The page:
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He heard the Lord himself
Into a world unknown;
Which thou hast call'd thine own?” 4 Thus blinded mortals fondly scheme
For happiness below;
P. M. 220.
A peevish April-day?
Man (soon discuss’d)
Yields up his trust,
It flourishes and dies;
Mute, mute is all
O'er beauty's fall; ller praise resounds no more when mantled in
Not long survives to-day;
Thus does the shade,
In memory fade,
4 Then since this world is vain,
And volatile and fleet,
Why fly from ill
With anxious skill, When "soon this hand will freeze, this thrub.
bing heart lie still? 221.
(122.) P. M.
Jesus's invitation to the aflcted.
Come, and make my paths your choice:
Weary pilgrim, hither come!
Long hast borne the proud world's scorn,
Weary pilgrim, hither haste!
Seek for ease, but seek in vain:
Watch to see the morning rise: 4 Ye, by fiercer anguish torn,
Guilt, in strong remorse, who mourn:
Conscience wounded who can bear 5 Sinner, come! for here is found
Balm that flows for ev'ry wound;
How false, and yet how fair!
2 The brightest things below the sky
Give but a flattering light;
Where we possess delight.
The partners of our blood, llow they divide our wavering minds,
And leave but half for God!
4 The fondness of a creature's love,
How strong it strikes the sense! Thither the warm affections move,
Nor can we call them thence.
My soul's eternal food;
From all created good.
C. M. 223.
The Shortness and Misery of Life. 1 OUR days,
alas! our mortal days, Are short and wretched too; :' Evil and few," the patriarch says,
And well the patriarch knew.
That heaven allows to men,
Of threescore years and ten.
Run on, my days, in haste;
Ye cannot fly too fast.
And call her to the skies,
C. M. 224.
Frailty and Folly. 1 HOW short and hasty is our life!
How vast our souls' affairs! Yet senseless mortals vainly strive
To lavish out their years. 2 Our days run thoaglitlessly, along,
Without a moment's stay; Just like a story, or a song,
We pass our lives away. 3 God from on high invites us home,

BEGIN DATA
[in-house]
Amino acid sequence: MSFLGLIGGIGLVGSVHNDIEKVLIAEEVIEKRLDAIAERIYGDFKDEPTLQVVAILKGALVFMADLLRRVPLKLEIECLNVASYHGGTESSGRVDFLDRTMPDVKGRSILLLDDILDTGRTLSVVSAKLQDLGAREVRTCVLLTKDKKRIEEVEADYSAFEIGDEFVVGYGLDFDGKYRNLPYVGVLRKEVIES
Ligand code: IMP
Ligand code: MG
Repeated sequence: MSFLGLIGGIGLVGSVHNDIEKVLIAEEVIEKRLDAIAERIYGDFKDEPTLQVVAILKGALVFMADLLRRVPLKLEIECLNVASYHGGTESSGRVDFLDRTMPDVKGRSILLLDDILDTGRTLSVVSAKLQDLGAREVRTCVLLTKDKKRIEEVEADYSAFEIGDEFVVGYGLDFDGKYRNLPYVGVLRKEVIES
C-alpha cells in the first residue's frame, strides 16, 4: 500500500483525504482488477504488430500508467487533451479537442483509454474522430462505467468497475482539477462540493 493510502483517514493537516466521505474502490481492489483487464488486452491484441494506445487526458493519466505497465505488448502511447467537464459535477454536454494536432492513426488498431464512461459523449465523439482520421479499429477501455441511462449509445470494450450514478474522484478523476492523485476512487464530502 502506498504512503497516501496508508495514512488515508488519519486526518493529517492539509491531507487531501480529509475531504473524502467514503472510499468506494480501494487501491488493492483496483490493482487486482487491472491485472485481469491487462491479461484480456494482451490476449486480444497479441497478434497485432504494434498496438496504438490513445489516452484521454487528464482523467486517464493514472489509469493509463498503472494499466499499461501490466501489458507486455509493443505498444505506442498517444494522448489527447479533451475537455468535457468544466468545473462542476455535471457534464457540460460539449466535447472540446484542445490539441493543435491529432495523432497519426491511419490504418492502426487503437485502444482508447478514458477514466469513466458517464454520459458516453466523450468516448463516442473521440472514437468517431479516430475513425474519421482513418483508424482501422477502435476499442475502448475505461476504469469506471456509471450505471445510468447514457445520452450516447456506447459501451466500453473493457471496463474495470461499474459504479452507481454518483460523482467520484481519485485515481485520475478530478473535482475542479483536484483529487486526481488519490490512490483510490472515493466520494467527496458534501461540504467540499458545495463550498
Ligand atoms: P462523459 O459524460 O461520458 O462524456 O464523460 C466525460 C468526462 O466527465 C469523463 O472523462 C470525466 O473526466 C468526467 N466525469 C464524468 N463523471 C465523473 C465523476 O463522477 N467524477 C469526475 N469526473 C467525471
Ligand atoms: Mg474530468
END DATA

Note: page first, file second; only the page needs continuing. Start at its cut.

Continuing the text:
But we mareh heedless on, And ever hastening to the tomb,
Stoop downwards as we run. 4 How we deserve the deepest hell,
That slight the joys above! What chains of vengeance should we feel,
That break sueh cords of love. 5 Draw us, O Saviour, with thy grace,
And líft our thoughts on high, That we may end this mortal race,
And see salvation nigh. 225.
(225.) L. M.
The vanity of Creaturcs 1 MAN has a soul of vast desires;
He burns within with restless fires. Tost to and fro, his passions fly
From vanity to vanity.
Some solid good to fill the mind;
T'he inward thirst and torment still.
We shift from side to side by turns;
Cure the vile fever of the mind,
L. M. 226. Seck ye my face. Psalm xxvii. 8. 1 JEHOVAH speaks,“ Seek ye my face,'
My soul admires the wondrous grace; l'll seek thy face—thy Spirit give!
O let me see thy face and live.
(If I turn back, how sad my doom!)
Till the sweet hour he passeth by.
With secret sighs, and fervent pray’rs;
And perish at the Saviour's feet.
And bid me seek thy face in vain
C. M. 227.
Time is short. 1 Cor. vii. 29. 1 THE time is short! the season near,
When death will us remove;
And all we fondly love.
Nor trifle time away;
While it is call'd to-day.
To Christ the Lord submit; To mercy's golden sceptre bow,
And fall at Jesus' feet. 4 The time is short! ye saints rejoice 'The Lord will quickly come: